OTOH, the Sam's/Costco comparison is wobbly for a number of reason ... and in any case provides no basis for conclusions re a uniform $15. @20 is correct that almost all advantages of employee selection and retention evaporate in the case of a uniformly higher minimum wage.

The truth of the matter is that we don't know the truth of the matter. That's where experimental evidence comes into play, and we haven't done the necessary experiments (of which the SeaTac test is only a toe in the shallow end of the pool).
23
Sawant holds a bumbling press conference on minimum wage with no specifics and few supporters on Tuesday, and within two hours Slog has two articles about it, and a third today. Murray does an awesome presentation with a diverse group of some of the city's most important and intelligent leaders talking about his living wage task force, and, silence. The bias of The Stranger is beyond laughable.
24
@21,

You didn't even think to read the Krugman column, did you?

@22,

I can still think of reasons why workers would prefer to work for Costco over Sam's Club even with the loss of an advantage in compensation. Not being treated like cattle is the most important one.
25
I'm just laughing that Sawant is already backpedaling on her ability to get it passed in Seattle directly, then goes on to say she would push for it to be approved as a referendum. Compared to an initiative (180 days to gather signatures, language is approved prior to signature gathering, 20,000+ signatures in Seattle) she wants to go the referendum route... (only 29 days to gather, no approval of the exact language prior to start, and a lower bar of about 16,000 signatures). Such confidence !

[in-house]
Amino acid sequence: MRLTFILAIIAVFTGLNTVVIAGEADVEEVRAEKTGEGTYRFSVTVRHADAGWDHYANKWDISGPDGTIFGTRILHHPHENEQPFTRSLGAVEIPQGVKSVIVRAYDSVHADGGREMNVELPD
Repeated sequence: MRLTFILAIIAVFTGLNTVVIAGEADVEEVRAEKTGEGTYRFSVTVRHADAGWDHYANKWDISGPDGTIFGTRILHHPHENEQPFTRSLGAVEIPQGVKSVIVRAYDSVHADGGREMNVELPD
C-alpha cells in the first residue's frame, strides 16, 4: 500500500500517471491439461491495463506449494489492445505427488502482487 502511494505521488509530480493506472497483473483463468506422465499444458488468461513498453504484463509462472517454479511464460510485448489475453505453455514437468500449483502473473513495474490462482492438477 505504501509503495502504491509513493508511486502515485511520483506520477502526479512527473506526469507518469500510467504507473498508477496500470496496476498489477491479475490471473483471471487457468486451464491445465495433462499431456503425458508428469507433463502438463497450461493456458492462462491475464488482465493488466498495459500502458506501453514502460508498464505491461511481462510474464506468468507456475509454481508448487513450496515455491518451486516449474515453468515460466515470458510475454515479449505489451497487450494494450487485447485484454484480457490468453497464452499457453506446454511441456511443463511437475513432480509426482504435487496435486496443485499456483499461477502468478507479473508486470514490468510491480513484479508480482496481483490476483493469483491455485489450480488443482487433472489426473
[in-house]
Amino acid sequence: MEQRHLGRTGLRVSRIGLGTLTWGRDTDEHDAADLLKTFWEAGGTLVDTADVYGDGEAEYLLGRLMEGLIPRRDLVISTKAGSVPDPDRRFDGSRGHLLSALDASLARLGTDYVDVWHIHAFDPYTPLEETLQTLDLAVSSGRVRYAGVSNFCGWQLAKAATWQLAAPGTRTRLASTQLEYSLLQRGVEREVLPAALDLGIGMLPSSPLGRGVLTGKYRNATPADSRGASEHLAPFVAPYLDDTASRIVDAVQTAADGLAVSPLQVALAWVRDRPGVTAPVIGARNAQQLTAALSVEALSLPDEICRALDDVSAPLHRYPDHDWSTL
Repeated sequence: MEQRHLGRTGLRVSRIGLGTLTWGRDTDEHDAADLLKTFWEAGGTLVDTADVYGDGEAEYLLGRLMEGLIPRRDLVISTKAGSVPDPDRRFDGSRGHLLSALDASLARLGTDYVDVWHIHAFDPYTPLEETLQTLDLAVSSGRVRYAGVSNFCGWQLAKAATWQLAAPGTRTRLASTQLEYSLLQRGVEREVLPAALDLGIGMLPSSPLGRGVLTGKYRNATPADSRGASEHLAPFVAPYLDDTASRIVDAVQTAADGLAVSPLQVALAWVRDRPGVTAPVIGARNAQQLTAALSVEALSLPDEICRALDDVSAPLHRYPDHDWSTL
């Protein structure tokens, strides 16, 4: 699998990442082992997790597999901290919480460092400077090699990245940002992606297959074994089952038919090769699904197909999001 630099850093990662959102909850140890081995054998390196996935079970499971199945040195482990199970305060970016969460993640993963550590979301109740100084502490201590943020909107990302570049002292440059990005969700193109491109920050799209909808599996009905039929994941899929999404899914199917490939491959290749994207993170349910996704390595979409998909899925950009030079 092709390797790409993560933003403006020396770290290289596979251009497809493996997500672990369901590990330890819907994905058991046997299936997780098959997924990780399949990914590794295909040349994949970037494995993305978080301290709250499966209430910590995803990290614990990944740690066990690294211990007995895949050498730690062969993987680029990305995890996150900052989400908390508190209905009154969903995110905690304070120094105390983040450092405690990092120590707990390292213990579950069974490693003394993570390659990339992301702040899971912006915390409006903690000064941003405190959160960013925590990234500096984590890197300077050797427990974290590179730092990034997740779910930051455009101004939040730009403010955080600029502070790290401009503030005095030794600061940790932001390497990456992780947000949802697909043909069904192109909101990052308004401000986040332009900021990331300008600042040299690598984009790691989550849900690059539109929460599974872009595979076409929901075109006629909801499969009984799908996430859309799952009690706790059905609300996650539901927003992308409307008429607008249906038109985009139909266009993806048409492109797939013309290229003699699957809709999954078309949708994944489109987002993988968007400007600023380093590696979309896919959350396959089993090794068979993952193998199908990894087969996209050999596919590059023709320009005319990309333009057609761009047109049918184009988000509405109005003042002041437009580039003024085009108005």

26
@24, I read the wapo article through, sure... just took a bit more time now to read the original Krugman text from 1998. Yes, I quoted that the article says this certainly isn't "known" what will happen either way. But Goldy gets the gold star for saying not-yet-enacted legislation hasn't verifiably done anything yet.

http://www.pkarchive.org/cranks/LivingWa…
In short, what the living wage is really about is not living standards, or even economics, but morality. Its advocates are basically opposed to the idea that wages are a market price--determined by supply and demand, the same as the price of apples or coal. And it is for that reason, rather than the practical details, that the broader political movement of which the demand for a living wage is the leading edge is ultimately doomed to failure: For the amorality of the market economy is part of its essence, and cannot be legislated away.
27
Wow, that was one of the worst articles I have ever read on the subject. Of course some jobs will be lost. How many will be the question when it kicks in. Price increases will also be something to look at. $15 is a big jump, adjustments will be made.

But the fact is, our media hasn't clearly documented a single job being lost due to SeaTac Prop 1. Sure, there are employers who, like the folks at Cedarbrook, have said they would layoff workers if the initiative passed. And there are employers who now claim to be canceling or delaying (unverifiable) plans to expand. But so far, minimum wage opponents have yet to produce a single worker who has lost their job because their employer couldn't afford to pay $15 an hour. Not one.
28
@27, but has the media documented and verified a single job in SeaTac that has raised their minimum pay to $15/hr ?
29
@15 have you ever owned and operated a business? If the answer is "no" then you can go fuck yourself. Let's start a campaign where shitty journalists get taxed at a higher rate when they argue for inanities that they know nothing about.
30
$15 is so ridiculous it's unbelievable. I am loathe to agree with Chamber of Commerce types, but there is no way in hell that the kid flipping burgers at McDonalds should be making $15/hr. That's just insane. All that would happen is the cost of everything would go up, and those costs would be passed on to the consumer. This will not redistribute the wealth from the rich to the poor, this will redistribute the wealth from the working middle class to the working lower class. Minimum wage jobs are not intended to be wages that support a family.

Sawant should stay at SCCC. She should be recalled IMO.